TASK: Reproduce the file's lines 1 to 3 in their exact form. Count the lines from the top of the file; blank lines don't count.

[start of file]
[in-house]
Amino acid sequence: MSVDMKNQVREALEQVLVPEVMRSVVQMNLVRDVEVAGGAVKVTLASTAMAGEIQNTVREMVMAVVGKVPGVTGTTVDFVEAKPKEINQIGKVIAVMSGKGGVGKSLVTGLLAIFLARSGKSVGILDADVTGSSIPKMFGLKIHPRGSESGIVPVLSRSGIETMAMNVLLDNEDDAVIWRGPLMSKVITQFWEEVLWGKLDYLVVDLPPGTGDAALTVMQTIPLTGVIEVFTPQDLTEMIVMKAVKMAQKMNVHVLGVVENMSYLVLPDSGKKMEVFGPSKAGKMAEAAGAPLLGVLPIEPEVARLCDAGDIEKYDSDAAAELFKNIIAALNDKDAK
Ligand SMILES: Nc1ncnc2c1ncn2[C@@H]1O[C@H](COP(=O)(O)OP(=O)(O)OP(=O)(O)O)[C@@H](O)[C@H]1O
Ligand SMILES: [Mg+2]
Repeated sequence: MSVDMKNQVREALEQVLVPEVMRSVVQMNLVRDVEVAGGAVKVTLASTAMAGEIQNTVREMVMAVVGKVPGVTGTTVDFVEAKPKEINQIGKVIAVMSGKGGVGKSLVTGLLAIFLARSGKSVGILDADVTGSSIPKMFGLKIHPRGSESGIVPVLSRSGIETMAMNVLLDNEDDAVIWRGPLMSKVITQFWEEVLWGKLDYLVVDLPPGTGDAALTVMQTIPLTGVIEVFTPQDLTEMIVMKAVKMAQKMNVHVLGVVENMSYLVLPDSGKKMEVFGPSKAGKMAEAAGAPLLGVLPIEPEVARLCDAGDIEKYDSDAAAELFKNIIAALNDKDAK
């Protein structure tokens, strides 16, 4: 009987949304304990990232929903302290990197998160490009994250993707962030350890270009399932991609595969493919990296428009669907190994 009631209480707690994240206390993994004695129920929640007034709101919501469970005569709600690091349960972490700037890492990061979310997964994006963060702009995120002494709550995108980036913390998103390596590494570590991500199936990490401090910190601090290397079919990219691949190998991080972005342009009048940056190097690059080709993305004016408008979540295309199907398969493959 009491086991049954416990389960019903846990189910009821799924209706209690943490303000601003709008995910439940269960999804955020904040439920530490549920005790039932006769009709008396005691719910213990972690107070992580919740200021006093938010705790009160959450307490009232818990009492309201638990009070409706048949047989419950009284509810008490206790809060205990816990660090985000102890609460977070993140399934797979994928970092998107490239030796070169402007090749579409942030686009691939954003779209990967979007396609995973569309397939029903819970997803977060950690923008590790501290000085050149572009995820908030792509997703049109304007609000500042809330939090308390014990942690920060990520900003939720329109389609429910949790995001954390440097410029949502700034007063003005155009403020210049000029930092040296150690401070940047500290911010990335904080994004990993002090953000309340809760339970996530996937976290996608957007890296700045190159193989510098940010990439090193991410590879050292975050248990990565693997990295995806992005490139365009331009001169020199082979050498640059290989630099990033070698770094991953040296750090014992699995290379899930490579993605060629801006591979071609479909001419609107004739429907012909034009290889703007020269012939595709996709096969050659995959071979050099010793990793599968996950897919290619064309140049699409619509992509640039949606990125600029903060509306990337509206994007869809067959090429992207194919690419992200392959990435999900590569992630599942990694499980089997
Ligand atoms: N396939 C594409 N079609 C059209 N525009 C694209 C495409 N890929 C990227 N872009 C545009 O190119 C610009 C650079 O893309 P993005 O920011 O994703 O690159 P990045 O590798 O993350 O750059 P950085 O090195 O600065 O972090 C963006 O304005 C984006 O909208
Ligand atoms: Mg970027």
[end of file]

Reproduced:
[in-house]
Amino acid sequence: MSVDMKNQVREALEQVLVPEVMRSVVQMNLVRDVEVAGGAVKVTLASTAMAGEIQNTVREMVMAVVGKVPGVTGTTVDFVEAKPKEINQIGKVIAVMSGKGGVGKSLVTGLLAIFLARSGKSVGILDADVTGSSIPKMFGLKIHPRGSESGIVPVLSRSGIETMAMNVLLDNEDDAVIWRGPLMSKVITQFWEEVLWGKLDYLVVDLPPGTGDAALTVMQTIPLTGVIEVFTPQDLTEMIVMKAVKMAQKMNVHVLGVVENMSYLVLPDSGKKMEVFGPSKAGKMAEAAGAPLLGVLPIEPEVARLCDAGDIEKYDSDAAAELFKNIIAALNDKDAK
Ligand SMILES: Nc1ncnc2c1ncn2[C@@H]1O[C@H](COP(=O)(O)OP(=O)(O)OP(=O)(O)O)[C@@H](O)[C@H]1O